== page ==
I’ve recently become interested in continuous light for studio use. Today I exclusively use studio monolights, and occasionally speedlights. These have been working perfecto, but continuous lighting would add a new dimension. I primarily want to use continuous lighting when not using a sweep. Also, I like the effect of a light bank / panel versus a single bulb.
I’ve focused research on 2 products, the Wescott Ice Light & the Kino Flo products like the Diva Light or the 4Bank. These are really good products and I’ve read solid reviews for the products. The ONLY issue is the cost. Since this is an alternative, occasionally used light source I want something cheaper.
So Steve, why don’t you build something yourself? Hmmm, why not, so I did. I decided to DIY my own continuous light panel. Nothing sophisticated or complicated was my first criteria. I wanted to go easy as a proof of concept.
Here’s what I did. I went to Lowes and purchased a Utilitech 4-Light T8 Shop Light. You know they type. One of those fluorescent workshop lights. It’s light weight and can be plugged in. Cost $49.99. I also purchase 4 GE 5000 Kelvin T8 fluorescent light tubes. Cost $16. Finally, I needed something to mount it to a light stand, so I purchased a Kupo Wall Mount. Cost $13. Also, just in case I wanted to mount it to a regular light stand I also purchased a general purpose flexible umbrella joint. Cost $31. I bought the 2 light stand mounts at Roberts Imaging.
The goal was to mount the DIY rig to a Kupo C-Stand.
Assembly was super easy. The only real alteration was adding the Wall Mount to the back of the electrical panel. Before I attached the electric panel to the reflector I measured the best location for the Wall Mount. I then drilled 4 holes into the back of the electric panel. Using standard bolts & locking washers the Wall Mount was added to the back. I then assembled the Shop Light. That was it.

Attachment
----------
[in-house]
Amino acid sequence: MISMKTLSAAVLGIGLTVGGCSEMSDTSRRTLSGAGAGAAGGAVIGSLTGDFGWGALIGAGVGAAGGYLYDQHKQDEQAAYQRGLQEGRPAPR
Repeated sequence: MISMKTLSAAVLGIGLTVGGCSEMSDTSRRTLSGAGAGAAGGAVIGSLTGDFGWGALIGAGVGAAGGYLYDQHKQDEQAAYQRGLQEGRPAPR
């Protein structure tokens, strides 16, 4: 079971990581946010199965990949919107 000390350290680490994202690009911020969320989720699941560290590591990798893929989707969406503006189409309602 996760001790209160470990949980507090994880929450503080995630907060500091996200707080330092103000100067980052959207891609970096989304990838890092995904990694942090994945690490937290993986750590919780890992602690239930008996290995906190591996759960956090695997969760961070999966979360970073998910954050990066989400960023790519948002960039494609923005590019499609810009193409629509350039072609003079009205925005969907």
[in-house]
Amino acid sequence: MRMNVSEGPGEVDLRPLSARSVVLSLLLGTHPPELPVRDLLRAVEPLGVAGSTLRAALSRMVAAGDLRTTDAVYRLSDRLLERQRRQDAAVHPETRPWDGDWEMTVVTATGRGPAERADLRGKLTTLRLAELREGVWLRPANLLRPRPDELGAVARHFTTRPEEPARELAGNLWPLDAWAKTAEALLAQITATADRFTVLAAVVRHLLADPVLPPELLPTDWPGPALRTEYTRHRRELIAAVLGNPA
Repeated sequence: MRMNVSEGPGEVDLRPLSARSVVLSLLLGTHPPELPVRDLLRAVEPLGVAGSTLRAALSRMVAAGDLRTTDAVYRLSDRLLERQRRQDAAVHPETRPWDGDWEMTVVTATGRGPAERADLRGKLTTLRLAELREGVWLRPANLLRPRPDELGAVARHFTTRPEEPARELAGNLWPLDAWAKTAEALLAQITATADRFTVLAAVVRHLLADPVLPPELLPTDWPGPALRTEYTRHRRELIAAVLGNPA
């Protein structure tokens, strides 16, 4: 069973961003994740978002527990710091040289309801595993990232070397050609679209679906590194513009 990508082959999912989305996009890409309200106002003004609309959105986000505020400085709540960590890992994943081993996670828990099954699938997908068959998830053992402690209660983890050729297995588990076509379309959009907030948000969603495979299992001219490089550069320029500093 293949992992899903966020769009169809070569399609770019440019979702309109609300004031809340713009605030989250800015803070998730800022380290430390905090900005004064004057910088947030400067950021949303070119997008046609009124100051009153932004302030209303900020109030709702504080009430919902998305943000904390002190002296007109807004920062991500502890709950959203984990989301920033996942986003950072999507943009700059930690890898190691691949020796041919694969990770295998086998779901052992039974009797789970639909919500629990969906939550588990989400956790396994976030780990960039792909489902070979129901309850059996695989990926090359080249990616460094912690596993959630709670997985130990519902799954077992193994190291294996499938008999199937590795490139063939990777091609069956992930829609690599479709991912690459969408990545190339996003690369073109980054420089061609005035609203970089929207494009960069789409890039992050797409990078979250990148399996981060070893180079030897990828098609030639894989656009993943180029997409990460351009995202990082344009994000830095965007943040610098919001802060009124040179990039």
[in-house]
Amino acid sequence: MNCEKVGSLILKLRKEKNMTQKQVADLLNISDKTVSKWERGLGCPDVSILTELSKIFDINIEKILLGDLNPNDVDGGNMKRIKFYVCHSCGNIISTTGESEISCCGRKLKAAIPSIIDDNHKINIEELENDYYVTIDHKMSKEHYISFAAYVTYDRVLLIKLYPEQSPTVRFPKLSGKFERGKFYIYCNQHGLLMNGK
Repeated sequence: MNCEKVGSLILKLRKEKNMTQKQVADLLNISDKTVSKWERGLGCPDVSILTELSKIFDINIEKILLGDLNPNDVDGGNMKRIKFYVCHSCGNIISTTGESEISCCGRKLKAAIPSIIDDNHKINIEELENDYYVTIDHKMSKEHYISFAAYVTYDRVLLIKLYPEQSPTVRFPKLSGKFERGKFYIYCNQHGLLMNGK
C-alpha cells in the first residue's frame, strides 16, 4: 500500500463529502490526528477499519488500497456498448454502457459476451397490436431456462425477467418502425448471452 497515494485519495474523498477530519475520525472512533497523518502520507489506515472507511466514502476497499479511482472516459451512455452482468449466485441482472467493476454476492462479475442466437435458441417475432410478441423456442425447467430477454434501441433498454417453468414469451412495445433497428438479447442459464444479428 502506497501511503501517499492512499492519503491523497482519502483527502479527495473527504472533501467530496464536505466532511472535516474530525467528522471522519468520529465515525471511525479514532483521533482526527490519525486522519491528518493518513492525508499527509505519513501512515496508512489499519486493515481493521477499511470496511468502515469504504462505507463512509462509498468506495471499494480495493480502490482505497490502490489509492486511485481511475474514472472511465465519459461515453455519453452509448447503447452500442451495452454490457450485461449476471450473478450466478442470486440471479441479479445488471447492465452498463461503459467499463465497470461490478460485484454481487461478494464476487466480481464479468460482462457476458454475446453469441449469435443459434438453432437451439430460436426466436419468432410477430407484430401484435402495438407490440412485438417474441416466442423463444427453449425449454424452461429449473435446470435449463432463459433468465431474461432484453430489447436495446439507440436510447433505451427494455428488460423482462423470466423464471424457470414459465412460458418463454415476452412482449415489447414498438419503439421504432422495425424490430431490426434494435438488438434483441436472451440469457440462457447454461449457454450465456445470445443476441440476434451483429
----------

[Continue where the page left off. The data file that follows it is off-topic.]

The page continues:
The Shop Light now has a Wall Mount with a C-Stand peg on the. I took it over to the studio and it fit perfectly on the C-Stand. It’s surprising light and puts no stress on the C-Stand. It’s easy to move around. Plugs right in and on it goes.
I tested it the other day during a model shoot and it is going to work fine. Light was measured at 5000K, and it is fairly punchy. Shadows are crisp when 3-5’ from my model. The nice thing about the light is that it illuminates my model evenly from face to knees because it’s a panel. Also, because it’s continuous I see what I’m going to get before I push the shutter button.
Don’t get me wrong. This is NOT a quality light like the Kino Flo or Ice Light. It’s still a florescent light which is a bit blue. Also, all 4 bulbs don’t have the same luminosity. One seems a bit darker. But hey, for just over $100 I’m happy.
To improve the light I should put something over the light tubes to protect them (i.e. a clear or translucent diffuser panel). Possibly a rheostat to vary the power of the lights. Something to carry it in would be also nice. One problem – it’s not really sturdy, so if it falls - its toast…at least the bulbs.
Finally, the light isn’t extremely bright. With all the other lights of in the studio and my model about 4’ from the light leaning against a grey wall, I had to set my ISO to 400 and my aperture to f/3.5. Normally I shoot at ISO 100 f/9. Hmmm, maybe I’ll make a second light.
Bottomline, I now have another lighting option in studio and I get to play with a continuous light panel. Now to name it – the BCLP (Brokaw Cheap Light Panel)!